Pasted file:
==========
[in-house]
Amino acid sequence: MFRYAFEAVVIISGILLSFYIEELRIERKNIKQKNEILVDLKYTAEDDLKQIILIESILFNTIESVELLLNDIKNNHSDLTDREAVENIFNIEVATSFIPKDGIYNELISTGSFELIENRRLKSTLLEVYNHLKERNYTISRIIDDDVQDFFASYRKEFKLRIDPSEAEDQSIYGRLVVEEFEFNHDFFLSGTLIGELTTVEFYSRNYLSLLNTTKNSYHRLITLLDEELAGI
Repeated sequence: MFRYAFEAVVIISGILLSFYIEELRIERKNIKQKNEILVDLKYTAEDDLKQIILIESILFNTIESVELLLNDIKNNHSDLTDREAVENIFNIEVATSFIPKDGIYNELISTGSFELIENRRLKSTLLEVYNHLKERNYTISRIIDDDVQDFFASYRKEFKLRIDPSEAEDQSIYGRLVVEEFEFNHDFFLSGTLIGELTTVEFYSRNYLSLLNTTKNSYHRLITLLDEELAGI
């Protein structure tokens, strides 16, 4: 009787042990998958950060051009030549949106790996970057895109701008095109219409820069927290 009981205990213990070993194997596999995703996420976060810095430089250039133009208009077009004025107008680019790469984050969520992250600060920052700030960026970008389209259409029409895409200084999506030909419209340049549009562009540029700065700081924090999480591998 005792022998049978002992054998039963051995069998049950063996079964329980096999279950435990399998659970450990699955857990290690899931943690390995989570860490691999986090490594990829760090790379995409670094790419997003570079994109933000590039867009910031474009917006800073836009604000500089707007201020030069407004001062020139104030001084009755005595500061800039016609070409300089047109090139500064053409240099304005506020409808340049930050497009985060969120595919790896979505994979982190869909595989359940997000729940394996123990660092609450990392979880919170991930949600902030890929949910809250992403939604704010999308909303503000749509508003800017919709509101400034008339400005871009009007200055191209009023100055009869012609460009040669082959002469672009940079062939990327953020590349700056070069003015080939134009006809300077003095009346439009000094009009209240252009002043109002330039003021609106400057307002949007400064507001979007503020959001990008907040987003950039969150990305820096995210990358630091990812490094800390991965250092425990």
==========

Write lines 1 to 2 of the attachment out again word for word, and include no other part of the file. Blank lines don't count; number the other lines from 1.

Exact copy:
[in-house]
Amino acid sequence: MFRYAFEAVVIISGILLSFYIEELRIERKNIKQKNEILVDLKYTAEDDLKQIILIESILFNTIESVELLLNDIKNNHSDLTDREAVENIFNIEVATSFIPKDGIYNELISTGSFELIENRRLKSTLLEVYNHLKERNYTISRIIDDDVQDFFASYRKEFKLRIDPSEAEDQSIYGRLVVEEFEFNHDFFLSGTLIGELTTVEFYSRNYLSLLNTTKNSYHRLITLLDEELAGI